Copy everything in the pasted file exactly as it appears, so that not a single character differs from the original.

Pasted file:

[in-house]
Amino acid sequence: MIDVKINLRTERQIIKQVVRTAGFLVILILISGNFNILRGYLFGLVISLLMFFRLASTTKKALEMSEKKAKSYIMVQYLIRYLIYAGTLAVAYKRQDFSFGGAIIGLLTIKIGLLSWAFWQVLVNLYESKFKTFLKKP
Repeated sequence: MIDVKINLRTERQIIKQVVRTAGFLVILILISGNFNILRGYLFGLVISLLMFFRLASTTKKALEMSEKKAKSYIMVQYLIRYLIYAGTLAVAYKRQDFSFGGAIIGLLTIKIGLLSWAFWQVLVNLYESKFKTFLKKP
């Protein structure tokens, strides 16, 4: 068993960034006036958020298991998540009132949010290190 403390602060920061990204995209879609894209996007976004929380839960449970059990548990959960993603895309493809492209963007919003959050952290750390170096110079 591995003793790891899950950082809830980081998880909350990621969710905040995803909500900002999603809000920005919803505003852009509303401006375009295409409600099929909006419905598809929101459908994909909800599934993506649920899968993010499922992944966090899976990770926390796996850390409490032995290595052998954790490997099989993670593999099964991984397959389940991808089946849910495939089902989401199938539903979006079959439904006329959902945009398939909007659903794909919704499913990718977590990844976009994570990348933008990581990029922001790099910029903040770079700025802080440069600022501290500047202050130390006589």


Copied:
[in-house]
Amino acid sequence: MIDVKINLRTERQIIKQVVRTAGFLVILILISGNFNILRGYLFGLVISLLMFFRLASTTKKALEMSEKKAKSYIMVQYLIRYLIYAGTLAVAYKRQDFSFGGAIIGLLTIKIGLLSWAFWQVLVNLYESKFKTFLKKP
Repeated sequence: MIDVKINLRTERQIIKQVVRTAGFLVILILISGNFNILRGYLFGLVISLLMFFRLASTTKKALEMSEKKAKSYIMVQYLIRYLIYAGTLAVAYKRQDFSFGGAIIGLLTIKIGLLSWAFWQVLVNLYESKFKTFLKKP
């Protein structure tokens, strides 16, 4: 068993960034006036958020298991998540009132949010290190 403390602060920061990204995209879609894209996007976004929380839960449970059990548990959960993603895309493809492209963007919003959050952290750390170096110079 591995003793790891899950950082809830980081998880909350990621969710905040995803909500900002999603809000920005919803505003852009509303401006375009295409409600099929909006419905598809929101459908994909909800599934993506649920899968993010499922992944966090899976990770926390796996850390409490032995290595052998954790490997099989993670593999099964991984397959389940991808089946849910495939089902989401199938539903979006079959439904006329959902945009398939909007659903794909919704499913990718977590990844976009994570990348933008990581990029922001790099910029903040770079700025802080440069600022501290500047202050130390006589």